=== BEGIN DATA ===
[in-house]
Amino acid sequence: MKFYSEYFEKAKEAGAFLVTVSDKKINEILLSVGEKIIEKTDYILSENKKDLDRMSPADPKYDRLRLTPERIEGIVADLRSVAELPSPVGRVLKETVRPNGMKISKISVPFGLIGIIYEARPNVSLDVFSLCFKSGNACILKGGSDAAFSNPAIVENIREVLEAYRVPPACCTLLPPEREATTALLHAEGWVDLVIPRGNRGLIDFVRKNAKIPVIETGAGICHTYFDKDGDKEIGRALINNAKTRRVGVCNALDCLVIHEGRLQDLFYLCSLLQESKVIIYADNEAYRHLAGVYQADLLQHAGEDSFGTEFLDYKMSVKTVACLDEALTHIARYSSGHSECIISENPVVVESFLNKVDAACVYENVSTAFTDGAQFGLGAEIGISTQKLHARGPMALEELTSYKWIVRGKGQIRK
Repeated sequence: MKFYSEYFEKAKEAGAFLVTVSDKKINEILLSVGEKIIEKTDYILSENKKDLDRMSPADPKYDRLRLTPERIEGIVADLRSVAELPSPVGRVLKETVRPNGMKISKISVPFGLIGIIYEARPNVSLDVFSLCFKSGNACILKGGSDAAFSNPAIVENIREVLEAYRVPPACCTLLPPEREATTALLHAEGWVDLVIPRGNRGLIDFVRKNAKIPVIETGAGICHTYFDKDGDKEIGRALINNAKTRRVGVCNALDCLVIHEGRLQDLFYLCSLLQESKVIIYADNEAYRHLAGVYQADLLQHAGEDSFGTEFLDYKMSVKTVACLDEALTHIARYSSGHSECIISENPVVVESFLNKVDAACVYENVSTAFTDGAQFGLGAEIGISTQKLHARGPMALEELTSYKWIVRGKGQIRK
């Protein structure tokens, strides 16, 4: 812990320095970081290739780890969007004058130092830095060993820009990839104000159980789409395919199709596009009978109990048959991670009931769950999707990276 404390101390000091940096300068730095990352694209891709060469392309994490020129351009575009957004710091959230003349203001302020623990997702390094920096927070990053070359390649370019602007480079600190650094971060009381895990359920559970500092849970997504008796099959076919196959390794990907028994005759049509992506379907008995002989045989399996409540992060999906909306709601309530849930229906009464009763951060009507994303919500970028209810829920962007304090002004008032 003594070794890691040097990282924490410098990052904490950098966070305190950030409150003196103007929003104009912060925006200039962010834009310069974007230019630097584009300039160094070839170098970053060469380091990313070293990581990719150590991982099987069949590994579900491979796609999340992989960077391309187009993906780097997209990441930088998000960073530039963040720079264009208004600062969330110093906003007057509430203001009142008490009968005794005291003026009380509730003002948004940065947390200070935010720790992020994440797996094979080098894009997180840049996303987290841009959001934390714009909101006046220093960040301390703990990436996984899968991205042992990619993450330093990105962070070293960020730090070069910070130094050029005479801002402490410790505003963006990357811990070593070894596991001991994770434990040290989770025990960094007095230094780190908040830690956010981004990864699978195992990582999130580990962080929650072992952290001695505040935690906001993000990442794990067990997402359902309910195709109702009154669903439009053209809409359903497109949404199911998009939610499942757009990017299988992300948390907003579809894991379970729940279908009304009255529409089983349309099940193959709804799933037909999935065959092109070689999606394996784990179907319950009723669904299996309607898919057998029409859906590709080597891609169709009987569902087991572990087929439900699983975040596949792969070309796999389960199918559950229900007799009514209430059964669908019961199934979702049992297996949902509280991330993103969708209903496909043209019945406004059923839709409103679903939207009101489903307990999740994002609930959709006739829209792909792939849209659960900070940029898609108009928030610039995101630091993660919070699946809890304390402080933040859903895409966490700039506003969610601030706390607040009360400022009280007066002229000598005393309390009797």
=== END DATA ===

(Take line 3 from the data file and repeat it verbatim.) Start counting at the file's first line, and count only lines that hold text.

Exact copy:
Repeated sequence: MKFYSEYFEKAKEAGAFLVTVSDKKINEILLSVGEKIIEKTDYILSENKKDLDRMSPADPKYDRLRLTPERIEGIVADLRSVAELPSPVGRVLKETVRPNGMKISKISVPFGLIGIIYEARPNVSLDVFSLCFKSGNACILKGGSDAAFSNPAIVENIREVLEAYRVPPACCTLLPPEREATTALLHAEGWVDLVIPRGNRGLIDFVRKNAKIPVIETGAGICHTYFDKDGDKEIGRALINNAKTRRVGVCNALDCLVIHEGRLQDLFYLCSLLQESKVIIYADNEAYRHLAGVYQADLLQHAGEDSFGTEFLDYKMSVKTVACLDEALTHIARYSSGHSECIISENPVVVESFLNKVDAACVYENVSTAFTDGAQFGLGAEIGISTQKLHARGPMALEELTSYKWIVRGKGQIRK